Victory for Indians as court blocks oil project
The Inter-American Court of Human Rights has ruled in favour of Ecuador’s Kichwa Indians in a case against a controversial oil project that has destroyed parts of their land.
Sarayaku v. Ecuador was brought against state oil company PetroEcuador after it signed an agreement with a consortium of foreign firms to explore for oil in the southern Ecuadorian Amazon.
Although the land belongs to the Kichwa, they were not consulted prior to exploratory work that has left hundreds of undetonated explosives underground, and destroyed forests and waterways used by the Indians.
On Wednesday the court ordered the government to pay damages to the Kichwa, and clear explosives from the area.
Ecuador ratified ILO Convention 169 in 1998, which outlines the government’s duty to consult with indigenous peoples prior to any project that could affect them or their land.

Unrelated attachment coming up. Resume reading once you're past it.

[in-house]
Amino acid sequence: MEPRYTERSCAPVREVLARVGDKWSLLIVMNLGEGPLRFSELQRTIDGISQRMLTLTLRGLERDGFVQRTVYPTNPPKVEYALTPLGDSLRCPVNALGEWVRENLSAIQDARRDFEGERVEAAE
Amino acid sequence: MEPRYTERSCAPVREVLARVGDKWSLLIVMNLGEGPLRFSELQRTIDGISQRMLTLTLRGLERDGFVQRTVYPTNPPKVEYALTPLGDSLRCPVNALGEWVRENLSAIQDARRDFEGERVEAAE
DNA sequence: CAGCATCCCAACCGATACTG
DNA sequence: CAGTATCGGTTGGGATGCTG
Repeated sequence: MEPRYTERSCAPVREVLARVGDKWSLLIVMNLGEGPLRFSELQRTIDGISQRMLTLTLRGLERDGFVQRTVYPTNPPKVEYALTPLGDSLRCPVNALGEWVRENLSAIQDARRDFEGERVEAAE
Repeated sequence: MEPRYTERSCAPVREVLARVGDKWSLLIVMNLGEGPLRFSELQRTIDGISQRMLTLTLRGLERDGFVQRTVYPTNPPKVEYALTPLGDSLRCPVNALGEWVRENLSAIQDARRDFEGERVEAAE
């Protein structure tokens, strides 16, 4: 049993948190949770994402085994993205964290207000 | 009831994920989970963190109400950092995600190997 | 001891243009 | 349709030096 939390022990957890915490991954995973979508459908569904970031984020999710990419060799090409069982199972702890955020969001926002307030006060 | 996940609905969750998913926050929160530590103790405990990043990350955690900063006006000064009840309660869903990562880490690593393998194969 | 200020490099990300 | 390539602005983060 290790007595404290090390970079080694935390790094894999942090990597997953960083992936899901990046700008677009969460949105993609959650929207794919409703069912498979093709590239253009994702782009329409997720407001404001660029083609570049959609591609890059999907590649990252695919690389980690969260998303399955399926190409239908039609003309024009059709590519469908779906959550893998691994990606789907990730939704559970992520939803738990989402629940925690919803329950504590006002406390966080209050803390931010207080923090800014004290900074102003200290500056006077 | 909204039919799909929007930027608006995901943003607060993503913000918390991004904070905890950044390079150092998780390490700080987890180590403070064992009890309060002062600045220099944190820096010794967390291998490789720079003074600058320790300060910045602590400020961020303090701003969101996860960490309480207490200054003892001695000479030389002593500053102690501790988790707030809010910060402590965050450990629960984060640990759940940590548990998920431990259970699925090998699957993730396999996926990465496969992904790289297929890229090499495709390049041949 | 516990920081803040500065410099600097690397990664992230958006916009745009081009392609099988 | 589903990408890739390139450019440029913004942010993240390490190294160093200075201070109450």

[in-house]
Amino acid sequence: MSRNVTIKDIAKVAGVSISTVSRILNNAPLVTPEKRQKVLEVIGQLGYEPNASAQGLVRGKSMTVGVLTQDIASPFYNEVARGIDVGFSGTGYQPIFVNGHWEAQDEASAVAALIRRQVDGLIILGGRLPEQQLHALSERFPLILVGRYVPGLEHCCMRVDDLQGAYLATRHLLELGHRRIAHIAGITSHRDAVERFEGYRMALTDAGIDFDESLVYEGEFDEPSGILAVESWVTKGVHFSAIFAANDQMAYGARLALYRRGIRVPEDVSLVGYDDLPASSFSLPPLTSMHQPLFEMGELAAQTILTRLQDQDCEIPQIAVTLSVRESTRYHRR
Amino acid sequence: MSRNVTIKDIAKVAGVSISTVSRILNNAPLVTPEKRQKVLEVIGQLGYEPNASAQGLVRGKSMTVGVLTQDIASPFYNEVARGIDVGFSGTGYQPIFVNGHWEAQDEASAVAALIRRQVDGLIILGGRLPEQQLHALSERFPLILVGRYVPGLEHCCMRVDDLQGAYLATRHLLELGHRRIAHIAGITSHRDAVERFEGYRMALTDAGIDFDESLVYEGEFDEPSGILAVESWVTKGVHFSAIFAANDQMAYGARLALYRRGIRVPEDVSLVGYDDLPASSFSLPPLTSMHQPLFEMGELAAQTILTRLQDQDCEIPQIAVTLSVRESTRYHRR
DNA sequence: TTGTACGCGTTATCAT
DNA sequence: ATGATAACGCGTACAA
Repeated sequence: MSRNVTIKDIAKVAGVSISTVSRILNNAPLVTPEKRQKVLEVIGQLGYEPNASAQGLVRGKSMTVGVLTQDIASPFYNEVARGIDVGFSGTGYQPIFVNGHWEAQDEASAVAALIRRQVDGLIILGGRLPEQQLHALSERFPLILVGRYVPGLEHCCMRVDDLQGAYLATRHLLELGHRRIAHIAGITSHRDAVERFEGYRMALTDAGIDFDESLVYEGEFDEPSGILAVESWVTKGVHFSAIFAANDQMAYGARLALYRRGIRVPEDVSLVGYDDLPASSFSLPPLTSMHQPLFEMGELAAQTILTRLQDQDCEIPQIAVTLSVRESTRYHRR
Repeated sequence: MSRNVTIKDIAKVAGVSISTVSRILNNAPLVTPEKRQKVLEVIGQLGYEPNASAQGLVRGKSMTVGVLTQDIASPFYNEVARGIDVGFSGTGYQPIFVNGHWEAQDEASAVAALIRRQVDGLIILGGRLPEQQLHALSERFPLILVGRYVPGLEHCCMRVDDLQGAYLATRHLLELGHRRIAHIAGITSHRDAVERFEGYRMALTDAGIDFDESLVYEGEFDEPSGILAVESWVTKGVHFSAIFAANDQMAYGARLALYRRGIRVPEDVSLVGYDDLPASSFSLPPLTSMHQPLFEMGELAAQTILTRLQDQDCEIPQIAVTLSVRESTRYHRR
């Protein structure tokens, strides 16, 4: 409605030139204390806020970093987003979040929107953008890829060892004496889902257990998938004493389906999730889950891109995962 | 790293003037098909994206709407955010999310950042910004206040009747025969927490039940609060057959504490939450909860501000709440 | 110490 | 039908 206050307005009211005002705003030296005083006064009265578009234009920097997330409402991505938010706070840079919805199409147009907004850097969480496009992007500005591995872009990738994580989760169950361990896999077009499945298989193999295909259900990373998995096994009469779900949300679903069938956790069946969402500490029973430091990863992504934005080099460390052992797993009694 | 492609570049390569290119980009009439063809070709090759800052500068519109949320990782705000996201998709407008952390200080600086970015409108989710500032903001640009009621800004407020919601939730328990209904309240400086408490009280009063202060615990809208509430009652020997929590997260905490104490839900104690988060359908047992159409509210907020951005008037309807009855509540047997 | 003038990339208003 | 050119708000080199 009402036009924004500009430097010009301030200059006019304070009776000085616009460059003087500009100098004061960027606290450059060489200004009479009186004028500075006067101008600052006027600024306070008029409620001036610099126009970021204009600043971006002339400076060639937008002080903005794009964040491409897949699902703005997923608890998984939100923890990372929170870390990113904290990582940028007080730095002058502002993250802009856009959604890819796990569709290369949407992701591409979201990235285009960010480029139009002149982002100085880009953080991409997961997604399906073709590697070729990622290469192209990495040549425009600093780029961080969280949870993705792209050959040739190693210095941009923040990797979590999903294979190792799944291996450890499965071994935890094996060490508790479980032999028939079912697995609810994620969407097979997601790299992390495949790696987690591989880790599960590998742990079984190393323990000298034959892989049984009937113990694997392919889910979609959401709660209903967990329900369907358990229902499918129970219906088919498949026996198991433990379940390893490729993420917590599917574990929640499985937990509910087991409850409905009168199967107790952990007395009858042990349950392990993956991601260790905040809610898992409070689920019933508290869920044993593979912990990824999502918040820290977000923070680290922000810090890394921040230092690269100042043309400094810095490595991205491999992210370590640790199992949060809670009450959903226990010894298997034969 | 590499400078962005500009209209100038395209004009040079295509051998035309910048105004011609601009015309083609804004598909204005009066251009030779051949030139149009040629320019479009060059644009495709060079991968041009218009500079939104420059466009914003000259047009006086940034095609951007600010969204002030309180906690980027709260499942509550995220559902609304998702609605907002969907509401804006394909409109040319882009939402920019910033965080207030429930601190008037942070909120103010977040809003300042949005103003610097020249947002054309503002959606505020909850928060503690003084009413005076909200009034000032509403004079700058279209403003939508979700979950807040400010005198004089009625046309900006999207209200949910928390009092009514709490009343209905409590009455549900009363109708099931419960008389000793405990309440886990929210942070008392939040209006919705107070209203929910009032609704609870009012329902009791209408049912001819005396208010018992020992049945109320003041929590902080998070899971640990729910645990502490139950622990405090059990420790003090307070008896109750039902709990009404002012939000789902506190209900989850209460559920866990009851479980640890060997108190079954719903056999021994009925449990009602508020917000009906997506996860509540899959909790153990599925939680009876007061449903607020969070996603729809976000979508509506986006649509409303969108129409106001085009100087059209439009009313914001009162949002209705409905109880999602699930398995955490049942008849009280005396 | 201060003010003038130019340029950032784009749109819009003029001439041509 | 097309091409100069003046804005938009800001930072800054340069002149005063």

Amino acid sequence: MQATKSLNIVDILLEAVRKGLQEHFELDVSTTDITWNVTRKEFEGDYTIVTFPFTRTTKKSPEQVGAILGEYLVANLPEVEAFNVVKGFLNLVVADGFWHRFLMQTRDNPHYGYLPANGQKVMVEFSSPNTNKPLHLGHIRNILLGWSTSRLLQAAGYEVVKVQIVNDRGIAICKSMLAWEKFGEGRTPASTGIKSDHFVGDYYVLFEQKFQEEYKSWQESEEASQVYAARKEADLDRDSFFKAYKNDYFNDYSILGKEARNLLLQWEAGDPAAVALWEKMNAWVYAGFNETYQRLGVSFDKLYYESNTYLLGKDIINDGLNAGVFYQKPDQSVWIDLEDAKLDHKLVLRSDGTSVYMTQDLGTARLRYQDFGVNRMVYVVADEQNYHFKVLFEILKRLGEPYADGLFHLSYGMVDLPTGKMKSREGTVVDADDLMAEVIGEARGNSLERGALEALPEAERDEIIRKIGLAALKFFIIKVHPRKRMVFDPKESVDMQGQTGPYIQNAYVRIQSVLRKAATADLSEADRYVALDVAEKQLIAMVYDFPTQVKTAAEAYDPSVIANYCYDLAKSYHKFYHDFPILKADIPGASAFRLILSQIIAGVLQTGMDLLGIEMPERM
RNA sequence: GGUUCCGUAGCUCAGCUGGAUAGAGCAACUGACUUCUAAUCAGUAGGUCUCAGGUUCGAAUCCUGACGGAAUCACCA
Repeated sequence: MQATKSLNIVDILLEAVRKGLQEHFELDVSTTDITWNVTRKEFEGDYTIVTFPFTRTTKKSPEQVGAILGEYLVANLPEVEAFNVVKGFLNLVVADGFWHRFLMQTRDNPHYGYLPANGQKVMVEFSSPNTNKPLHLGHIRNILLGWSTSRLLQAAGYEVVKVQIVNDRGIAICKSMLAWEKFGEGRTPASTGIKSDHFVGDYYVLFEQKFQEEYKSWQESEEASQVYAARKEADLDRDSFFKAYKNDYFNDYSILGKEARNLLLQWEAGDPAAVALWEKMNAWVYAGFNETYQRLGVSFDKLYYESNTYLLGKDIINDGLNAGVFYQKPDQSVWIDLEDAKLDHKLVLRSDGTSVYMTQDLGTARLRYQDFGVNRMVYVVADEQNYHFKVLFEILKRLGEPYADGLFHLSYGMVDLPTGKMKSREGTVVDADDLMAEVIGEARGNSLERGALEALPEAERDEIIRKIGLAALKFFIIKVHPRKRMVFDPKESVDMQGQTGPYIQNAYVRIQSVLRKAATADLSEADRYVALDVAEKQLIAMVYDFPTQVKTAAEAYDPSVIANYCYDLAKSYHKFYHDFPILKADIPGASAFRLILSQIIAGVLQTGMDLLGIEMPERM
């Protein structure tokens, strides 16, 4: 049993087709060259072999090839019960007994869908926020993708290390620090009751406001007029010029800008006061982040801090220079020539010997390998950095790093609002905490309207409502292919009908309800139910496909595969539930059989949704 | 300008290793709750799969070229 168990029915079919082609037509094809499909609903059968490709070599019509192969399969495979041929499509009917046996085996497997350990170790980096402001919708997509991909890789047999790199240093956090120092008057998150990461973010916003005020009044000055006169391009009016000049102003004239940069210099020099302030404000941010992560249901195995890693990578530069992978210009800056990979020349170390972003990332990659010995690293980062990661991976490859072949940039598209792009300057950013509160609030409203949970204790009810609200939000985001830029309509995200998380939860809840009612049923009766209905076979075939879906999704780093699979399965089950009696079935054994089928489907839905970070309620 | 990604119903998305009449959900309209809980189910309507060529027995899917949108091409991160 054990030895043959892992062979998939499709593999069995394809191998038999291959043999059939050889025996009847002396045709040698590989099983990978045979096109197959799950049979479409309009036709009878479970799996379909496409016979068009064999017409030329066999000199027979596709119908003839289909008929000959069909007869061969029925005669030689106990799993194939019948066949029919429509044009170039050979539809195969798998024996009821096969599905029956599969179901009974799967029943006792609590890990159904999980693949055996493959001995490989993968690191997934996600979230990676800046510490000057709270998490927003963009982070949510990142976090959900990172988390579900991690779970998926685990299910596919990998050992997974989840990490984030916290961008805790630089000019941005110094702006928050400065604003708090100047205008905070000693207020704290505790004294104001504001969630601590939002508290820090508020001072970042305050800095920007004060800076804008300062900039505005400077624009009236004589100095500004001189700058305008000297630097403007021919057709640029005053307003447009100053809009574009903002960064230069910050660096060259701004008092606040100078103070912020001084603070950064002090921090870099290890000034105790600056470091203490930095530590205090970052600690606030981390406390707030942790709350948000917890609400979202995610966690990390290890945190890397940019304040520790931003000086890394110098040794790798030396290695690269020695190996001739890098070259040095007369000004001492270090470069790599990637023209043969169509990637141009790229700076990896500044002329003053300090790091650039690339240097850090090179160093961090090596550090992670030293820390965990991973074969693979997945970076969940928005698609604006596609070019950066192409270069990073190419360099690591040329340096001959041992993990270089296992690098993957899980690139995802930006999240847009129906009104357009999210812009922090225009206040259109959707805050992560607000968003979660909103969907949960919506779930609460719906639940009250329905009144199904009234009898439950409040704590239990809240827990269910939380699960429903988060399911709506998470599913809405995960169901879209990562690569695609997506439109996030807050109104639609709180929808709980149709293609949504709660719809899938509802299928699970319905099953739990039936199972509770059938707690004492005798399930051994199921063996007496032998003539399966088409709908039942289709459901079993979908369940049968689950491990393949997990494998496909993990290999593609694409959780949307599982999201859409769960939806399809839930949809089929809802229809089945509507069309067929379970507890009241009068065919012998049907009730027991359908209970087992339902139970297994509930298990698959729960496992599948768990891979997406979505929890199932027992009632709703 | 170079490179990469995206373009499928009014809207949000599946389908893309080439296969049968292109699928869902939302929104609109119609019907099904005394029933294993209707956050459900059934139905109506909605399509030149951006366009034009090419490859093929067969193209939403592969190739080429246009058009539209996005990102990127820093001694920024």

Humberto Cholango, leader of Ecuador’s Indian organization CONAIE, said, ‘This is a victory for all people and all nations of Ecuador and Latin America… we will continue to stand up for indigenous rights in the face of the threat of oil and mining companies that favour capital over human and environmental rights’.
Related news articles
Top trending articles
- Two killed in violent eviction from ‘shoot on sight’ national park 23 September
- Survival complains to OFCOM over “racist” Channel 4 News piece 22 September
- Victory! Canadian oil company pulls out of Matsés territory 16 September
- Survival International announces nominees for “Racist of the Year” award 15 September